Monday, 07 November 2016 06:21

I Want to Forgive, But How?

Written by  Kemi Searcy
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An offense creates highly detrimental weather between us and our fellow humans or even God. Holding onto an offense is never profitable because it allows our souls to be poisoned by the slime of bitterness, resentments, anger, rage, and un-forgiveness that brings about a wounded spirit.

You may recognize that you took the pill of unforgiveness, expecting someone else to suffer for it. Then you discovered that your offended heart had become so heavy, it weighs you down like a ton of bricks.


Jesus told a story of a king who forgave a huge debt his servant owed him. He later learned that this same servant had refused to forgive another fellow servant a very small debt. The king became incensed by the unforgiving act of his unmerciful servant, and queried him by saying, “I forgave you an enormous debt, could you not have reciprocated the mercy given to you?” The king concluded by saying that because the man refused to forgive, he was handed over to tormentors. (See Matthew 18:23-35.)


Are you feeling weighed down, heavy hearted, confused, oppressed, ruffled in the inside, or experiencing a lack of peace?  If you are, take a deep look inside your soul. It could be that you may have given access to the tormentor, whose name is the devil, through an avenue of unforgiveness.


The apostle Paul was clear on the fact that if we don’t forgive, Satan will outwit us and take the advantage we give him, in order to torment us. (See 2 Corinthians 2:11.)


Perhaps you want to forgive, but don’t know how. To really forgive and live the life you were created to live, a life void of stress and anxiety, I want to share a few points that have helped me navigate through my own hurts and pains.



1. Move On to the Next Act

I will borrow a statement from Wayne Dyer that helps give language to my thoughts: “Your past history and all of your hurts are no longer here in your physical reality. Don’t allow them to be here in your mind, muddying your present moments. Your life is like a play with several acts. Some of the characters who enter have short roles to play, others, much larger. Some are villains and others are good guys. But all of them are necessary, otherwise they wouldn’t be in the play. Embrace them all, and move on to the next act.”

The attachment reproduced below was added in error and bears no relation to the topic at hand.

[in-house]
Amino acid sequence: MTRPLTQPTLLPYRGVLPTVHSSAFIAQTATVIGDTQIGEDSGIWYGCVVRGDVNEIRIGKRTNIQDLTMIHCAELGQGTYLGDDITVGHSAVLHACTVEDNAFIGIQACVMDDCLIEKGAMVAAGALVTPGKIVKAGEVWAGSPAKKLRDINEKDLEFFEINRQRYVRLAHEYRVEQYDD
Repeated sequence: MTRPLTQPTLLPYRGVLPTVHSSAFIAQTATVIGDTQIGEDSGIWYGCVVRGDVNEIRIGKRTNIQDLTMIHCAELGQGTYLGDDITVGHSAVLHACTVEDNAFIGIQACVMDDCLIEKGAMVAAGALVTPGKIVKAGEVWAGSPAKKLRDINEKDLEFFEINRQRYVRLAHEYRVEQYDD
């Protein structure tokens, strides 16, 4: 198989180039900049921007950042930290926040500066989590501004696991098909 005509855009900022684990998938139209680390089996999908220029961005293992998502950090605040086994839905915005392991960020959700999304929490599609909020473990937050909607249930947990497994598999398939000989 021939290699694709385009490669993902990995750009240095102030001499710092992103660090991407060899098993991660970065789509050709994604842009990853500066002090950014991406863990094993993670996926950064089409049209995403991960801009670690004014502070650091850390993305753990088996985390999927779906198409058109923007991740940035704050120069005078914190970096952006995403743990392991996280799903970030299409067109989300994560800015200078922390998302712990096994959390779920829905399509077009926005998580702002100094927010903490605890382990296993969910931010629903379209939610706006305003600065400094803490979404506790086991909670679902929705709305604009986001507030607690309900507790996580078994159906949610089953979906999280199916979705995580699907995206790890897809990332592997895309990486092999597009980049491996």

2.  Knowing Why You are Offended Can Help You Forgive

Here are some questions to consider:


  • Do I have an unhealthy desire to please others?

When I feel offense coming on I ask myself why. I know everybody is entitled to their opinions, but why am I allowing myself to be defined by what they say? I have learned that it is usually because I care too much about what they think.


  • Am I too serious about life?

It could be that I am taking life too seriously. We have only one life to live, and only 24 hours in each day to live it. I believe we need to let our hair down sometimes, and enjoy the gift of life we’ve been given. God does not want us be so uptight about everything. Choose to ignore some of the provocations that life throws at you and focus on a positive aspect of your life. By doing so you will gain perspective and find that there is not a whole lot to forgive.


  • Am I confronting the real issue?

Jesus says if your brother does something against you, go to him to settle the matter between you and him. If he refuses to listen, take the matter to a respectable party. If he refuses to go with you, just leave the issue alone as you have done your part. Your only responsibility is to make sure you forgive him truly from your heart immediately. Scripture tells us to not let the sun go down on our anger. This will help issues not to fester.


You know you have forgiven when you can look squarely in the eyes of the person who has wronged you, without animosity in your heart. You can also know you have forgiven when you are able to remember the issue without experiencing a prick in your soul.


We have a responsibility as Christians to model Christ’s life to others, but that is only possible when we submerge our flesh in the Holy Spirit. The Spirit’s power then helps us to subdue our fleshly nature toward un-forgiveness. It is then only that we truly can forgive as Christ forgave us.


Last modified on Monday, 07 November 2016 06:31
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